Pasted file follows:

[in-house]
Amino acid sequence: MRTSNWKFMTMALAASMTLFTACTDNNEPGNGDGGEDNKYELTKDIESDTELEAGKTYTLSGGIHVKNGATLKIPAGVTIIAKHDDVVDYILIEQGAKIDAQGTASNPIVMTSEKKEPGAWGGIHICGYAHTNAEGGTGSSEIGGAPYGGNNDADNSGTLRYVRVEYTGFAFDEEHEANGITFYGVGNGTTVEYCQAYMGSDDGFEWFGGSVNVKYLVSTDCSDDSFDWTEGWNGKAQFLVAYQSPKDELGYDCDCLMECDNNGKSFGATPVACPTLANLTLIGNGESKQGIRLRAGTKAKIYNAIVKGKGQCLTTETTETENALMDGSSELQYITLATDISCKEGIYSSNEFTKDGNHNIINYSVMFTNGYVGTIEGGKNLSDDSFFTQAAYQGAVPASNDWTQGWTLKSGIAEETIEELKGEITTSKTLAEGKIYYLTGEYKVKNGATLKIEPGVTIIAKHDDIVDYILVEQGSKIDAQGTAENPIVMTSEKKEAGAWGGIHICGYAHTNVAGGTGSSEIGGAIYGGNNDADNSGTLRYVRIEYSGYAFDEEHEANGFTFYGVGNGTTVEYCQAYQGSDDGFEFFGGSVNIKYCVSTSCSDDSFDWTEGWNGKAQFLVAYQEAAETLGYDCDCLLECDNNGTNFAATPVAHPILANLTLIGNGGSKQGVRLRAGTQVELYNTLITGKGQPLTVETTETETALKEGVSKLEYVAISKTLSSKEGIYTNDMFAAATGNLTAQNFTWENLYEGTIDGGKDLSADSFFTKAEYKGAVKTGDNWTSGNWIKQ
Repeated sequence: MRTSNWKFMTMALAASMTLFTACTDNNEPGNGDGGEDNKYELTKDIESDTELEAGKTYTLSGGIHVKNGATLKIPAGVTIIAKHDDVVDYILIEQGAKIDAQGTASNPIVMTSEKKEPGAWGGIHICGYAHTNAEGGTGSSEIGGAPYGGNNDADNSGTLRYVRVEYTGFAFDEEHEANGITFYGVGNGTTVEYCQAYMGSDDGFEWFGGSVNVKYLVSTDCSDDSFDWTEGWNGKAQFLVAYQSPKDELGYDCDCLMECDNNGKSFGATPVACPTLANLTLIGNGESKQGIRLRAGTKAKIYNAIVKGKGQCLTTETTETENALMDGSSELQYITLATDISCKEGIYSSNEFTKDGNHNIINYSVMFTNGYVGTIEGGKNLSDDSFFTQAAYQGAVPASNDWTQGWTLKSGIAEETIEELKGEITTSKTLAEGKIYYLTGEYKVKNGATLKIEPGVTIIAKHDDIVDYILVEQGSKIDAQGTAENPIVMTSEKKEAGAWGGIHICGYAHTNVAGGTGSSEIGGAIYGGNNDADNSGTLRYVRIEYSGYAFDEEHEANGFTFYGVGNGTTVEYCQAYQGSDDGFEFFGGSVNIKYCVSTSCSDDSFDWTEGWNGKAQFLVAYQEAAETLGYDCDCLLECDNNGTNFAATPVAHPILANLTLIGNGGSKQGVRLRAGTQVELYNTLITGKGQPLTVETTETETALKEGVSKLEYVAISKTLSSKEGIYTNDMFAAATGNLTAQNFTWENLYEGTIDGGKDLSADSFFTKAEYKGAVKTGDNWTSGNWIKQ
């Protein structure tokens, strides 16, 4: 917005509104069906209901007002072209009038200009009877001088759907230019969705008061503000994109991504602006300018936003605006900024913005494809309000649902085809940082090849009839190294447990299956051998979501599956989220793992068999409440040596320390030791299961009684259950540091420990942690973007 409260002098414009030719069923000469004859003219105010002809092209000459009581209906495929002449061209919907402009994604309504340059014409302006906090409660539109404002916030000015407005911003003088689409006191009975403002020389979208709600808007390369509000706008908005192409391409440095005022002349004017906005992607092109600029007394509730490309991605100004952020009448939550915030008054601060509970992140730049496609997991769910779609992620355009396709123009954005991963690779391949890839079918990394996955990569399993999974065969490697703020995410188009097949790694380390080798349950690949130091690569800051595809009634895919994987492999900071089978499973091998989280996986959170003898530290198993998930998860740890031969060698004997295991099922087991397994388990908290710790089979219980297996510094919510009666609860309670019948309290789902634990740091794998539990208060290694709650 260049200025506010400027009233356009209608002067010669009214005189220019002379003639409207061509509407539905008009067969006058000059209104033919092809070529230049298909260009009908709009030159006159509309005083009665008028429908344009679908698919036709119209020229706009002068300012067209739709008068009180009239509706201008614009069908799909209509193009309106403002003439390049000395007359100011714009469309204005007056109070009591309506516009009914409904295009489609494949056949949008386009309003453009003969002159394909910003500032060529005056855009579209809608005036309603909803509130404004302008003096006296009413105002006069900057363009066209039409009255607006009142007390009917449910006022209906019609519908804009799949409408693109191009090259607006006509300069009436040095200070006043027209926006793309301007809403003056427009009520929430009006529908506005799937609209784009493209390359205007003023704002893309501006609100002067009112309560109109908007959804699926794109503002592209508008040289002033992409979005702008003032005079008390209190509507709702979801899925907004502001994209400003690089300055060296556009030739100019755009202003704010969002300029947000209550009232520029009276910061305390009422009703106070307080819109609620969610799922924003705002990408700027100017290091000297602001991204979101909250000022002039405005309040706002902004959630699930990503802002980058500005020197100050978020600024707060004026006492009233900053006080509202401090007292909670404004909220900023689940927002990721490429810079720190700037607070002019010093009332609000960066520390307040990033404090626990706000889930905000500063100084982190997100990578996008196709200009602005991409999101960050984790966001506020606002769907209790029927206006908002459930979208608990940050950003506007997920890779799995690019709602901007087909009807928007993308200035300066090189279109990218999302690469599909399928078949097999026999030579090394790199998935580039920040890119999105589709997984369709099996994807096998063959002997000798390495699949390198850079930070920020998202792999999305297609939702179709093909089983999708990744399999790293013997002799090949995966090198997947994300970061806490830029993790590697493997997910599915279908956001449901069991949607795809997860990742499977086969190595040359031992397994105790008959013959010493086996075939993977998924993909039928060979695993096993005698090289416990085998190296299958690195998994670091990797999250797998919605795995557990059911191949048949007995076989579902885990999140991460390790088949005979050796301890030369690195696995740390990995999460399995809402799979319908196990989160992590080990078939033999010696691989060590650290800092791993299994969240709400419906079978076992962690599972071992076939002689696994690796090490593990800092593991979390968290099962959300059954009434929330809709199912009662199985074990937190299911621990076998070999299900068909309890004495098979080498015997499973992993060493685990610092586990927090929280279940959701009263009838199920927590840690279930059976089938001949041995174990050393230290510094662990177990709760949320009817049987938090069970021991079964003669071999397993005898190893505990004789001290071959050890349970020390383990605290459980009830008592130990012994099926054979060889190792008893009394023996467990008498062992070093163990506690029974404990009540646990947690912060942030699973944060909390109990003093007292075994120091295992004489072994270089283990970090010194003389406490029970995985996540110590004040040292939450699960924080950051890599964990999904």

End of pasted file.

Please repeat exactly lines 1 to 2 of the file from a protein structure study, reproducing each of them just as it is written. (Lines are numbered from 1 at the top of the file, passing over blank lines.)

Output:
[in-house]
Amino acid sequence: MRTSNWKFMTMALAASMTLFTACTDNNEPGNGDGGEDNKYELTKDIESDTELEAGKTYTLSGGIHVKNGATLKIPAGVTIIAKHDDVVDYILIEQGAKIDAQGTASNPIVMTSEKKEPGAWGGIHICGYAHTNAEGGTGSSEIGGAPYGGNNDADNSGTLRYVRVEYTGFAFDEEHEANGITFYGVGNGTTVEYCQAYMGSDDGFEWFGGSVNVKYLVSTDCSDDSFDWTEGWNGKAQFLVAYQSPKDELGYDCDCLMECDNNGKSFGATPVACPTLANLTLIGNGESKQGIRLRAGTKAKIYNAIVKGKGQCLTTETTETENALMDGSSELQYITLATDISCKEGIYSSNEFTKDGNHNIINYSVMFTNGYVGTIEGGKNLSDDSFFTQAAYQGAVPASNDWTQGWTLKSGIAEETIEELKGEITTSKTLAEGKIYYLTGEYKVKNGATLKIEPGVTIIAKHDDIVDYILVEQGSKIDAQGTAENPIVMTSEKKEAGAWGGIHICGYAHTNVAGGTGSSEIGGAIYGGNNDADNSGTLRYVRIEYSGYAFDEEHEANGFTFYGVGNGTTVEYCQAYQGSDDGFEFFGGSVNIKYCVSTSCSDDSFDWTEGWNGKAQFLVAYQEAAETLGYDCDCLLECDNNGTNFAATPVAHPILANLTLIGNGGSKQGVRLRAGTQVELYNTLITGKGQPLTVETTETETALKEGVSKLEYVAISKTLSSKEGIYTNDMFAAATGNLTAQNFTWENLYEGTIDGGKDLSADSFFTKAEYKGAVKTGDNWTSGNWIKQ